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Thérèse Coffey: who is the new health secretary and what’s her plan for fixing the NHS?

BMJ 2022; 378 doi: (Published 09 September 2022) Cite this as: BMJ 2022;378:o2193
  1. Jacqui Wise
  1. Kent

England’s new health and social care secretary takes office at a time of greater crisis in the NHS than faced by her predecessors and with an overflowing in-tray, as Jacqui Wise reports

England’s fifth health and social care secretary in five years faces an unenviable task, with a record 6.84 million people on hospital waiting lists at the end of July1 and chronic staff shortages that stand at around 132 000 in NHS trusts and 165 000 in adult social care. On top of this, distressing stories of people waiting hours, or even days, for ambulances regularly hit the headlines. And it’s not even winter yet, with another covid wave, a bad flu season, and even doctors strikes all possible in the coming months.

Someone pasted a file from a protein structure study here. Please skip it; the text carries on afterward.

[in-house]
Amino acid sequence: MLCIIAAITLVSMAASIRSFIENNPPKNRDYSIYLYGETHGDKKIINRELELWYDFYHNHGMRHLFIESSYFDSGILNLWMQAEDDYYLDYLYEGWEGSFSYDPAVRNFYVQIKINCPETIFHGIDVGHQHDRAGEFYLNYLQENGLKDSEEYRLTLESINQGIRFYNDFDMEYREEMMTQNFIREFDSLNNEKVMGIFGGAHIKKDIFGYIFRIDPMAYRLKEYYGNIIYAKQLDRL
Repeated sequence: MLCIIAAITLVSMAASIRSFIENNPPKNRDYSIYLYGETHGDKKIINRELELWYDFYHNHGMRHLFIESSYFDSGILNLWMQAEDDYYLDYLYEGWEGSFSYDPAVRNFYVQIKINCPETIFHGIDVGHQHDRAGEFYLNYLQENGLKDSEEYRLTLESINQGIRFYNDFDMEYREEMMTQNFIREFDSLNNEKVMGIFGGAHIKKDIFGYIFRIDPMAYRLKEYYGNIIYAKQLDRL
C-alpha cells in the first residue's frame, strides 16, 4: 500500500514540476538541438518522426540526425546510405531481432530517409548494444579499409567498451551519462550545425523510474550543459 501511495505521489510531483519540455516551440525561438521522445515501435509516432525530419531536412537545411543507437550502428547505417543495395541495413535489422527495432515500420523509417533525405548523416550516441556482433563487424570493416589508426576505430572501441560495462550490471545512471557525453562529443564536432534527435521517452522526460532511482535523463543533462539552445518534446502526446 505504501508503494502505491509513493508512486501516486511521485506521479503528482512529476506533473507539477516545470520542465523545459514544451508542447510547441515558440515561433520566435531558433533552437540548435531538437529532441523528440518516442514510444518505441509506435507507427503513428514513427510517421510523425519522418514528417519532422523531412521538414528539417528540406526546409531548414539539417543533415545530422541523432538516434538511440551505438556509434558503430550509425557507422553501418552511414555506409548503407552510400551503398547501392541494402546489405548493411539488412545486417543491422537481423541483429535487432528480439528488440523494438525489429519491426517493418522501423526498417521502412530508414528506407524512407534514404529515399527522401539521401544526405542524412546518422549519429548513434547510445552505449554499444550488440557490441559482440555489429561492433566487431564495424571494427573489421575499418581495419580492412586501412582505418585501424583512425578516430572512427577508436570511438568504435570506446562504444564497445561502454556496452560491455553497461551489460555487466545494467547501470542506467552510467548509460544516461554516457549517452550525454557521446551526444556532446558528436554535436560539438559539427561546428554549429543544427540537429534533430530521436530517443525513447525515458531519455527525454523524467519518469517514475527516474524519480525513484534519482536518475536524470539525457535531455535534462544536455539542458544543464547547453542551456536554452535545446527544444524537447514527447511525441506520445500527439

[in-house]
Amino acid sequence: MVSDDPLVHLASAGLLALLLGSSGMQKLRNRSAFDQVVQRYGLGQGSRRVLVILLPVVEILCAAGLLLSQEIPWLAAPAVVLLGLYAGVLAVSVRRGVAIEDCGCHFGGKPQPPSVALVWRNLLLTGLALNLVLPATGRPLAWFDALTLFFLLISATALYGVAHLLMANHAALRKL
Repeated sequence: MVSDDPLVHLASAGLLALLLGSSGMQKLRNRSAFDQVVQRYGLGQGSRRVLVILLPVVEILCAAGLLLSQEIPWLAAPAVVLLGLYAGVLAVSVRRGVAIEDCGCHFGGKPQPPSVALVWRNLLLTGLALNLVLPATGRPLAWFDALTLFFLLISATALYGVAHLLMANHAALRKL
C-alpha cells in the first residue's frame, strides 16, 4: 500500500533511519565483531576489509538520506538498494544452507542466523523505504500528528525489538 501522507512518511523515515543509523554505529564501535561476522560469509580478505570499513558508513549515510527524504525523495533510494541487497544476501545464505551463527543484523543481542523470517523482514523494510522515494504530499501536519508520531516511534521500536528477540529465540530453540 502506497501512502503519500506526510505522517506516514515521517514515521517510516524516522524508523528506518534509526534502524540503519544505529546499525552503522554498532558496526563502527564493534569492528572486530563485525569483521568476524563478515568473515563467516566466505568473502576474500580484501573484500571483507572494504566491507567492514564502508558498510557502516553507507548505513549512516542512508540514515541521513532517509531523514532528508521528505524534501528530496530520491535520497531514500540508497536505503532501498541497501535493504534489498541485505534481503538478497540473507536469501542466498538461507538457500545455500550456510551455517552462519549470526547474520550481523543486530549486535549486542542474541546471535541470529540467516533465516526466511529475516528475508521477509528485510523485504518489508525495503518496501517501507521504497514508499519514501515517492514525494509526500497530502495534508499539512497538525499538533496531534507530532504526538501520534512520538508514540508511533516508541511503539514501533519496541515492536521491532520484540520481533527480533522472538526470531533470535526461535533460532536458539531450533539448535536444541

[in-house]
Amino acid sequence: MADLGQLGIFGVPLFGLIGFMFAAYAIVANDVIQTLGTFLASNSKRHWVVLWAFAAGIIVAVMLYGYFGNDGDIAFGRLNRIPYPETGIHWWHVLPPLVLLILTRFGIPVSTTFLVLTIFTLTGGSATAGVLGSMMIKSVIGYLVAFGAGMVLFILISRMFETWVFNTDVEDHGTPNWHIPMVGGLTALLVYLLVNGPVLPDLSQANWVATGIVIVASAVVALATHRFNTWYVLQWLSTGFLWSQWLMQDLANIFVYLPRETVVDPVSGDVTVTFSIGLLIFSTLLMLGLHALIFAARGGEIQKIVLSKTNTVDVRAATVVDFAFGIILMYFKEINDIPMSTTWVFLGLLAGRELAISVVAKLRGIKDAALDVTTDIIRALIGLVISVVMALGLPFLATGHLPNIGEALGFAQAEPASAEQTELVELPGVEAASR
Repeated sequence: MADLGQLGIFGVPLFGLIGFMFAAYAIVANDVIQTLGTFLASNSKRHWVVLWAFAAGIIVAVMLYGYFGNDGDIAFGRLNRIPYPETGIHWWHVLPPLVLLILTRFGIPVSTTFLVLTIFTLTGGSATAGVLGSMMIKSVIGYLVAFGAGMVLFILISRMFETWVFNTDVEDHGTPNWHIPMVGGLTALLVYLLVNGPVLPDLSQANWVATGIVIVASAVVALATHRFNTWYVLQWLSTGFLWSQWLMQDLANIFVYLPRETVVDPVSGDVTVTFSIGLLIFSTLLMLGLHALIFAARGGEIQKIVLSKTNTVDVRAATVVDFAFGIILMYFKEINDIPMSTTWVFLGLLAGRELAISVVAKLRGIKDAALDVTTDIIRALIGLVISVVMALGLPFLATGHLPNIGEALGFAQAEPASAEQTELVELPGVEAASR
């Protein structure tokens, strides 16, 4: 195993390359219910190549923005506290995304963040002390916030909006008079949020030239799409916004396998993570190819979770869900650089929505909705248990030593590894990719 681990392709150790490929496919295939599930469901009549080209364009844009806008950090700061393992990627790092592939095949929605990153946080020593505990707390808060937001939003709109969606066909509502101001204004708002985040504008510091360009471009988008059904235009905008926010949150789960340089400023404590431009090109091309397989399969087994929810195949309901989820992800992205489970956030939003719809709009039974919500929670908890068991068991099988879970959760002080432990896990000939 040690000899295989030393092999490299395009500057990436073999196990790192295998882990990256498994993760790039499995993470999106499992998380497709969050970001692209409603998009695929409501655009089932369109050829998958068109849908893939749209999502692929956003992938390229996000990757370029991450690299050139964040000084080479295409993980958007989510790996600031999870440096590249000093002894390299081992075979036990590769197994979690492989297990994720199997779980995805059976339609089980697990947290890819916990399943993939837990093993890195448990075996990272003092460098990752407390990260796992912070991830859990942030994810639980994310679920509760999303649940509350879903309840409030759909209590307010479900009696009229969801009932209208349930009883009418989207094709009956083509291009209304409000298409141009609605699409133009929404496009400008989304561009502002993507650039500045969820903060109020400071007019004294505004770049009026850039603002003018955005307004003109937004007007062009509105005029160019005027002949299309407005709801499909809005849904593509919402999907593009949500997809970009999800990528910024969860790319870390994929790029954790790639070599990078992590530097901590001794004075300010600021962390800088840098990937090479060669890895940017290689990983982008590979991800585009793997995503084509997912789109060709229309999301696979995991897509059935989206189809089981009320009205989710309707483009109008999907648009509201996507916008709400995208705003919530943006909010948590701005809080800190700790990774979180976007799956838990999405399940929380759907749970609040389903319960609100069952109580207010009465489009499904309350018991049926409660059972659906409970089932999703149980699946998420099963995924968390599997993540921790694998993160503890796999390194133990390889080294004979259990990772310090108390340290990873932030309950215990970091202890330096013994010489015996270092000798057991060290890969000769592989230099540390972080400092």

“The context for the new health secretary is grim,” Hugh Alderwick, director of policy at the Health Foundation, told The BMJ. “Health and care services in England are under extraordinary strain, and more people are struggling to get the care they need. The cost-of-living crisis will put even more pressure on people and public services over winter.”

Hard worker or party animal?

Coffey, appointed by the UK’s new prime minister, Liz Truss, to the dual role of health secretary and deputy prime minister, has become the third person to hold the health and social care post in as many months. She takes over from Steve Barclay,2 who had only two months in the job.

Coffey is said to have a tireless work ethic and claims that her attention to detail in her previous role as work and pensions secretary was why she had been rewarded with the demanding health job. Nadine Dorries, the former culture …

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